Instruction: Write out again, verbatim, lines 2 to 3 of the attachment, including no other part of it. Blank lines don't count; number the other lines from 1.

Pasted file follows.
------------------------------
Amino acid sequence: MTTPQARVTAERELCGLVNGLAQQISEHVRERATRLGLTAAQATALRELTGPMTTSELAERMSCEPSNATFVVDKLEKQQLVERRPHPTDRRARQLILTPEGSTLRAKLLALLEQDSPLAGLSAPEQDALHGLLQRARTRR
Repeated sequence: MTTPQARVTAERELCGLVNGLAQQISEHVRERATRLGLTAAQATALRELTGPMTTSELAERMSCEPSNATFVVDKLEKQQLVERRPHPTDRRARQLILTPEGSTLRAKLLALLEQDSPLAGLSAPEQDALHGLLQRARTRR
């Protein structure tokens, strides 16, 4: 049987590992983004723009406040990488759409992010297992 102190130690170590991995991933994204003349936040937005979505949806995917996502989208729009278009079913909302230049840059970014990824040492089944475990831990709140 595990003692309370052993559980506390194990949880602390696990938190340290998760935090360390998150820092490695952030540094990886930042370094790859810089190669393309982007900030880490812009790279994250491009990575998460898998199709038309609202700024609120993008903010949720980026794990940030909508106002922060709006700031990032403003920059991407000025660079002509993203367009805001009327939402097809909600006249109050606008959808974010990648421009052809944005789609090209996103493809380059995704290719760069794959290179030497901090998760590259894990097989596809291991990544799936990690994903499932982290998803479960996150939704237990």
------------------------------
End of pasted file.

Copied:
Repeated sequence: MTTPQARVTAERELCGLVNGLAQQISEHVRERATRLGLTAAQATALRELTGPMTTSELAERMSCEPSNATFVVDKLEKQQLVERRPHPTDRRARQLILTPEGSTLRAKLLALLEQDSPLAGLSAPEQDALHGLLQRARTRR
């Protein structure tokens, strides 16, 4: 049987590992983004723009406040990488759409992010297992 102190130690170590991995991933994204003349936040937005979505949806995917996502989208729009278009079913909302230049840059970014990824040492089944475990831990709140 595990003692309370052993559980506390194990949880602390696990938190340290998760935090360390998150820092490695952030540094990886930042370094790859810089190669393309982007900030880490812009790279994250491009990575998460898998199709038309609202700024609120993008903010949720980026794990940030909508106002922060709006700031990032403003920059991407000025660079002509993203367009805001009327939402097809909600006249109050606008959808974010990648421009052809944005789609090209996103493809380059995704290719760069794959290179030497901090998760590259894990097989596809291991990544799936990690994903499932982290998803479960996150939704237990």